Ancient Meteor Strike Triggered Eruptions Lasting Up to a Million Years

A large Meteor burning and glowing as it hits the earth's atmosphere. 3D illustration.
A huge meteor that hit Earth about 2 billion years ago was responsible for explosive and long-lived volcanic eruptions, scientists have found. (Image credit: solarseven/Shutterstock)

A giant meteor impact on Earth nearly 2 billion years ago triggered more explosive and long-lived volcanic eruptions than previously thought, a new study finds.

This finding sheds light on how meteor bombardment may have dramatically shaped the evolution of the early Earth, researchers in the new study said.

Meteor strikes have left giant craters all over Earth. For instance, the cosmic impact that scientists think ended the age of dinosaurs about 66 million years ago left behind a crater more than 110 miles (180 kilometers) wide near the town of Chicxulub (CHEEK-sheh-loob) in Mexico. [In Photos: The Impact Craters of North America]

Gargantuan craters are seen pockmarking the rest of the solar system as well. Recent studies of such impact craters on the moon, Mercury, Venus and Mars suggested that meteor strikes could trigger volcanic activity.

However, over the course of millions of years, geological activity has eradicated the vast majority of ancient impact craters on Earth. This has limited research into whether meteor strikes could also set off volcanism on Earth, said study senior author Balz Kamber, a geochemist in Trinity College Dublin in Ireland, and his colleagues.

To see what effects giant impacts might have had on the surface of the Earth, the researchers analyzed one of the oldest meteor craters on the planet, the 1.85-billion-year-old Sudbury basin in Canada. It's also the second-largest and best-preserved crater on Earth, measuring about 93 to 161 miles (150 to 260 km) in diameter. A 2015 study estimated that the crater may have been created by a comet about 9.3 miles (15 km) wide.

From 2013 to 2014, the scientists in the new study collected samples from the 0.93-mile-thick (1.5 km) layer of rock that filled the Sudbury crater. Although the crater is easy for researchers to get to, "there are lots and lots of blackflies in the spring, and later mosquitoes, and in the summer, there are a lot of blueberries, and so a lot of black bears," Kamber said.

The scientists examined 139 samples from 15 locations in the crater. Their analysis suggested that this material not only consisted of rock that had melted from the heat of the impact, but was also peppered with tiny fragments of volcanic rock.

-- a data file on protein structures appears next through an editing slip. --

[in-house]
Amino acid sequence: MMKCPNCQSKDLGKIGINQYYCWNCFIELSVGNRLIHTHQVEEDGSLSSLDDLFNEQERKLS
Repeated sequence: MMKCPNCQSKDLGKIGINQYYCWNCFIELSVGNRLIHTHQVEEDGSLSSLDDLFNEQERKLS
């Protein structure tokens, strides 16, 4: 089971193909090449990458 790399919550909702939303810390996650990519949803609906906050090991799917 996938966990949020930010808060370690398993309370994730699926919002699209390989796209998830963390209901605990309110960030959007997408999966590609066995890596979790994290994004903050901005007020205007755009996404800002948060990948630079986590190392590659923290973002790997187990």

The researchers noted that these volcanic rocks often had very distinctive angular shapes resembling crab claws. These shapes form when gas bubbles expand in molten rock that then catastrophically explodes, a feature of violent eruptions involving water, such as those seen under glaciers in Iceland, the researchers explained. They said these angular Sudbury volcanic rocks likely arose when seawater flooded the crater floor, either gradually or suddenly.

In addition, the scientists found that the composition of these volcanic-rock fragments varied in nature, with some originating from molten crust and others from "a deeper magma source," Kamber said. These findings suggested that the volcanic activity that created these rocks changed over time and was therefore prolonged, he said.

How long might this meteor-triggered volcanism have lasted? "I think 1 million years would have been an upper limit," Kamber said. "Hundreds of thousands of years is a more reasonable estimate."

These findings shed light on how meteors could have influenced the evolution of early Earth, Kamber said.

"About 3.8 billion to 4 billion years ago, we know the inner solar system experienced heavy bombardment from impactors," Kamber said. The oldest rocks on the planet coincide with the last peak of this bombardment, suggesting that "the older rocks on Earth were somehow destroyed by this bombardment," he said. "The bombardment alone would not have done sufficient damage to have caused the comprehensive loss of primordial rocks on Earth, but if that bombardment also triggered additional eruptions, that could have buried the primordial rocks and plowed them back into the mantle."

The scientists said they are now investigating whether the deep magma they detected in the crater came from the deep crust or from the mantle layer just beneath Earth's crust. They detailed their findings April 22 in the Journal of Geophysical Research: Planets.

Original article on Live Science.

Charles Q. Choi
Live Science Contributor
Charles Q. Choi is a contributing writer for Live Science and He covers all things human origins and astronomy as well as physics, animals and general science topics. Charles has a Master of Arts degree from the University of Missouri-Columbia, School of Journalism and a Bachelor of Arts degree from the University of South Florida. Charles has visited every continent on Earth, drinking rancid yak butter tea in Lhasa, snorkeling with sea lions in the Galapagos and even climbing an iceberg in Antarctica.